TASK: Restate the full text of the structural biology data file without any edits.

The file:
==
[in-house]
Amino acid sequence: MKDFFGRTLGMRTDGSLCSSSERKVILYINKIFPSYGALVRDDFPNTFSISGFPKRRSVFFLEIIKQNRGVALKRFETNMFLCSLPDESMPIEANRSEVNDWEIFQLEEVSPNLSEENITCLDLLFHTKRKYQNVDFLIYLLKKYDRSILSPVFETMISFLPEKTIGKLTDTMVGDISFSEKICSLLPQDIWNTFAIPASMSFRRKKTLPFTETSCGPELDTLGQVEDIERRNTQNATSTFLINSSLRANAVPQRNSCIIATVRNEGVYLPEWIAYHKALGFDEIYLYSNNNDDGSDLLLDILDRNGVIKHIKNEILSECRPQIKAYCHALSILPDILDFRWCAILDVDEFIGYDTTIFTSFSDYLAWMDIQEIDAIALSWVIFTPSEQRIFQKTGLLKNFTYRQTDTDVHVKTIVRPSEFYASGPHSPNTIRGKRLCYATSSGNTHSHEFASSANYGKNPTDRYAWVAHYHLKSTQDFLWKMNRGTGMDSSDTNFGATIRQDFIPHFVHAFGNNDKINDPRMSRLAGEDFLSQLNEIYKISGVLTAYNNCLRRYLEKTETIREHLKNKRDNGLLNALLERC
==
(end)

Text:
[in-house]
Amino acid sequence: MKDFFGRTLGMRTDGSLCSSSERKVILYINKIFPSYGALVRDDFPNTFSISGFPKRRSVFFLEIIKQNRGVALKRFETNMFLCSLPDESMPIEANRSEVNDWEIFQLEEVSPNLSEENITCLDLLFHTKRKYQNVDFLIYLLKKYDRSILSPVFETMISFLPEKTIGKLTDTMVGDISFSEKICSLLPQDIWNTFAIPASMSFRRKKTLPFTETSCGPELDTLGQVEDIERRNTQNATSTFLINSSLRANAVPQRNSCIIATVRNEGVYLPEWIAYHKALGFDEIYLYSNNNDDGSDLLLDILDRNGVIKHIKNEILSECRPQIKAYCHALSILPDILDFRWCAILDVDEFIGYDTTIFTSFSDYLAWMDIQEIDAIALSWVIFTPSEQRIFQKTGLLKNFTYRQTDTDVHVKTIVRPSEFYASGPHSPNTIRGKRLCYATSSGNTHSHEFASSANYGKNPTDRYAWVAHYHLKSTQDFLWKMNRGTGMDSSDTNFGATIRQDFIPHFVHAFGNNDKINDPRMSRLAGEDFLSQLNEIYKISGVLTAYNNCLRRYLEKTETIREHLKNKRDNGLLNALLERC